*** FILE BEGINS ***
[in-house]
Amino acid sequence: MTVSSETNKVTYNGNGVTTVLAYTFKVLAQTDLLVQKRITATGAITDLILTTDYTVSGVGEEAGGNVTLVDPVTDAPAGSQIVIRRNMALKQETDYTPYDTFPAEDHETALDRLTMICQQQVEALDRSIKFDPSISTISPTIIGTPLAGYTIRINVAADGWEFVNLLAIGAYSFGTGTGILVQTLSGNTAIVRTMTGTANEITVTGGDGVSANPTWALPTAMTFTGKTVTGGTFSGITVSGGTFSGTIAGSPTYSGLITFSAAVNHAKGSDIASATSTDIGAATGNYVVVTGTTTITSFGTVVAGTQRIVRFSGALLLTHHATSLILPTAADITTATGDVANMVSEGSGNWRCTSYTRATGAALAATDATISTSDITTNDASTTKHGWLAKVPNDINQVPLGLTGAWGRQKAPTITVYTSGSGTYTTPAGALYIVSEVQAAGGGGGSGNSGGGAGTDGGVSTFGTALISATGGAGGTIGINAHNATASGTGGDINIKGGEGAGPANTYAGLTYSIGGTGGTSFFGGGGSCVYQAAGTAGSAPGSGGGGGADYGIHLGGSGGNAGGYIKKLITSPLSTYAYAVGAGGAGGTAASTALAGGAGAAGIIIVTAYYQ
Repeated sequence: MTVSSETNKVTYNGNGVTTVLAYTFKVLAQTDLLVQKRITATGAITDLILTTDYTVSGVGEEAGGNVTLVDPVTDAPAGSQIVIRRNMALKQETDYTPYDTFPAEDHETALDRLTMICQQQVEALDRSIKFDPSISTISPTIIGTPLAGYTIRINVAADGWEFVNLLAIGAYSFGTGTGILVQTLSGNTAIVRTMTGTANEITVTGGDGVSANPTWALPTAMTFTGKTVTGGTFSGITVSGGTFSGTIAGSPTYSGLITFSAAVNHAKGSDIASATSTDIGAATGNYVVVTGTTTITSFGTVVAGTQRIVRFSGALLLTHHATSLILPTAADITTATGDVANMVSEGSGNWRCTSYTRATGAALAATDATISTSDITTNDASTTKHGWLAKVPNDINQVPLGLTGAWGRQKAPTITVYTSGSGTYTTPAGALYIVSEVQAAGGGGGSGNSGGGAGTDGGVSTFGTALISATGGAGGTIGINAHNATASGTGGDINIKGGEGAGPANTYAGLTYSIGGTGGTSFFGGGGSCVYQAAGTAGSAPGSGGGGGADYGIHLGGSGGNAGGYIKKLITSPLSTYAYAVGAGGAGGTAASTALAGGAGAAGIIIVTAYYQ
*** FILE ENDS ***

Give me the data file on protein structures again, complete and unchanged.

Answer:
[in-house]
Amino acid sequence: MTVSSETNKVTYNGNGVTTVLAYTFKVLAQTDLLVQKRITATGAITDLILTTDYTVSGVGEEAGGNVTLVDPVTDAPAGSQIVIRRNMALKQETDYTPYDTFPAEDHETALDRLTMICQQQVEALDRSIKFDPSISTISPTIIGTPLAGYTIRINVAADGWEFVNLLAIGAYSFGTGTGILVQTLSGNTAIVRTMTGTANEITVTGGDGVSANPTWALPTAMTFTGKTVTGGTFSGITVSGGTFSGTIAGSPTYSGLITFSAAVNHAKGSDIASATSTDIGAATGNYVVVTGTTTITSFGTVVAGTQRIVRFSGALLLTHHATSLILPTAADITTATGDVANMVSEGSGNWRCTSYTRATGAALAATDATISTSDITTNDASTTKHGWLAKVPNDINQVPLGLTGAWGRQKAPTITVYTSGSGTYTTPAGALYIVSEVQAAGGGGGSGNSGGGAGTDGGVSTFGTALISATGGAGGTIGINAHNATASGTGGDINIKGGEGAGPANTYAGLTYSIGGTGGTSFFGGGGSCVYQAAGTAGSAPGSGGGGGADYGIHLGGSGGNAGGYIKKLITSPLSTYAYAVGAGGAGGTAASTALAGGAGAAGIIIVTAYYQ
Repeated sequence: MTVSSETNKVTYNGNGVTTVLAYTFKVLAQTDLLVQKRITATGAITDLILTTDYTVSGVGEEAGGNVTLVDPVTDAPAGSQIVIRRNMALKQETDYTPYDTFPAEDHETALDRLTMICQQQVEALDRSIKFDPSISTISPTIIGTPLAGYTIRINVAADGWEFVNLLAIGAYSFGTGTGILVQTLSGNTAIVRTMTGTANEITVTGGDGVSANPTWALPTAMTFTGKTVTGGTFSGITVSGGTFSGTIAGSPTYSGLITFSAAVNHAKGSDIASATSTDIGAATGNYVVVTGTTTITSFGTVVAGTQRIVRFSGALLLTHHATSLILPTAADITTATGDVANMVSEGSGNWRCTSYTRATGAALAATDATISTSDITTNDASTTKHGWLAKVPNDINQVPLGLTGAWGRQKAPTITVYTSGSGTYTTPAGALYIVSEVQAAGGGGGSGNSGGGAGTDGGVSTFGTALISATGGAGGTIGINAHNATASGTGGDINIKGGEGAGPANTYAGLTYSIGGTGGTSFFGGGGSCVYQAAGTAGSAPGSGGGGGADYGIHLGGSGGNAGGYIKKLITSPLSTYAYAVGAGGAGGTAASTALAGGAGAAGIIIVTAYYQ